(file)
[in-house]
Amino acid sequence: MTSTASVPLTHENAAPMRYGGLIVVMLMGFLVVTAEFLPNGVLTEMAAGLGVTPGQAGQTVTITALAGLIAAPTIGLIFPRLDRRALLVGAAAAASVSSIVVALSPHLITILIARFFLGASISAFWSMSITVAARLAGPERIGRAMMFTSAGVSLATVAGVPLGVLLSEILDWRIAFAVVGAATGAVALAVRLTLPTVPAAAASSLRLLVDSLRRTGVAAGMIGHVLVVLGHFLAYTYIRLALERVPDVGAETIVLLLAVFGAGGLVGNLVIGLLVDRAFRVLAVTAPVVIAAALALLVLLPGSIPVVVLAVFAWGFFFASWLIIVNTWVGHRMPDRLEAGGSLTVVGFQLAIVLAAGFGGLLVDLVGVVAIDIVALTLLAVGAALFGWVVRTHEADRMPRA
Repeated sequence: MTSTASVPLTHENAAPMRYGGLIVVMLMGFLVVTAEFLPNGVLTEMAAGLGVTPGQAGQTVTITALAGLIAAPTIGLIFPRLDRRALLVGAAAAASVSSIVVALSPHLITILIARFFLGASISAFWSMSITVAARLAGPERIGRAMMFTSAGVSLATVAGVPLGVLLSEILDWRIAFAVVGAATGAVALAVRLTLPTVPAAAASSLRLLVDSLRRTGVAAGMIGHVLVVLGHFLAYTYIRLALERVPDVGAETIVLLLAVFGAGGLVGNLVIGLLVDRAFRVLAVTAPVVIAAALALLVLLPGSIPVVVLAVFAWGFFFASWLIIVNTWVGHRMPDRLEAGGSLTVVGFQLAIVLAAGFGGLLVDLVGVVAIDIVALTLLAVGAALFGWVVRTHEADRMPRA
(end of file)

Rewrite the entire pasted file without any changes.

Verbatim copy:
[in-house]
Amino acid sequence: MTSTASVPLTHENAAPMRYGGLIVVMLMGFLVVTAEFLPNGVLTEMAAGLGVTPGQAGQTVTITALAGLIAAPTIGLIFPRLDRRALLVGAAAAASVSSIVVALSPHLITILIARFFLGASISAFWSMSITVAARLAGPERIGRAMMFTSAGVSLATVAGVPLGVLLSEILDWRIAFAVVGAATGAVALAVRLTLPTVPAAAASSLRLLVDSLRRTGVAAGMIGHVLVVLGHFLAYTYIRLALERVPDVGAETIVLLLAVFGAGGLVGNLVIGLLVDRAFRVLAVTAPVVIAAALALLVLLPGSIPVVVLAVFAWGFFFASWLIIVNTWVGHRMPDRLEAGGSLTVVGFQLAIVLAAGFGGLLVDLVGVVAIDIVALTLLAVGAALFGWVVRTHEADRMPRA
Repeated sequence: MTSTASVPLTHENAAPMRYGGLIVVMLMGFLVVTAEFLPNGVLTEMAAGLGVTPGQAGQTVTITALAGLIAAPTIGLIFPRLDRRALLVGAAAAASVSSIVVALSPHLITILIARFFLGASISAFWSMSITVAARLAGPERIGRAMMFTSAGVSLATVAGVPLGVLLSEILDWRIAFAVVGAATGAVALAVRLTLPTVPAAAASSLRLLVDSLRRTGVAAGMIGHVLVVLGHFLAYTYIRLALERVPDVGAETIVLLLAVFGAGGLVGNLVIGLLVDRAFRVLAVTAPVVIAAALALLVLLPGSIPVVVLAVFAWGFFFASWLIIVNTWVGHRMPDRLEAGGSLTVVGFQLAIVLAAGFGGLLVDLVGVVAIDIVALTLLAVGAALFGWVVRTHEADRMPRA